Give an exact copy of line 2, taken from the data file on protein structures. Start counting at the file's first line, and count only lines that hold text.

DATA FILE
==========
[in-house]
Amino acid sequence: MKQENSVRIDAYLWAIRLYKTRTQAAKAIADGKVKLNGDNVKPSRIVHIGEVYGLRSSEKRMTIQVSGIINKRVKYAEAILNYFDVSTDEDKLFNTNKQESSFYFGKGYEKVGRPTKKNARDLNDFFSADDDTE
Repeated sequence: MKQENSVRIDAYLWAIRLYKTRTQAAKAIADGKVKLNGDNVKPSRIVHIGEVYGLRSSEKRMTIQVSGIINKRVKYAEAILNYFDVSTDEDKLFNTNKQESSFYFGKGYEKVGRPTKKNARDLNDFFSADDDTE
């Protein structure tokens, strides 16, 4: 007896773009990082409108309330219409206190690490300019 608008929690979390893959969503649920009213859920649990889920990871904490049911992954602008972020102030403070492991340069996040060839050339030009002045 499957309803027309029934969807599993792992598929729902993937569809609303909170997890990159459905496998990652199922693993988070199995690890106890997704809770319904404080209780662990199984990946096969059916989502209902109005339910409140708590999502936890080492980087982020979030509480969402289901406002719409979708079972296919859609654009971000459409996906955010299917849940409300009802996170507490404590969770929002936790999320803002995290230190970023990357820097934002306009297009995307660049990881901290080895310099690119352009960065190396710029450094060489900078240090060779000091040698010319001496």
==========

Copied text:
Amino acid sequence: MKQENSVRIDAYLWAIRLYKTRTQAAKAIADGKVKLNGDNVKPSRIVHIGEVYGLRSSEKRMTIQVSGIINKRVKYAEAILNYFDVSTDEDKLFNTNKQESSFYFGKGYEKVGRPTKKNARDLNDFFSADDDTE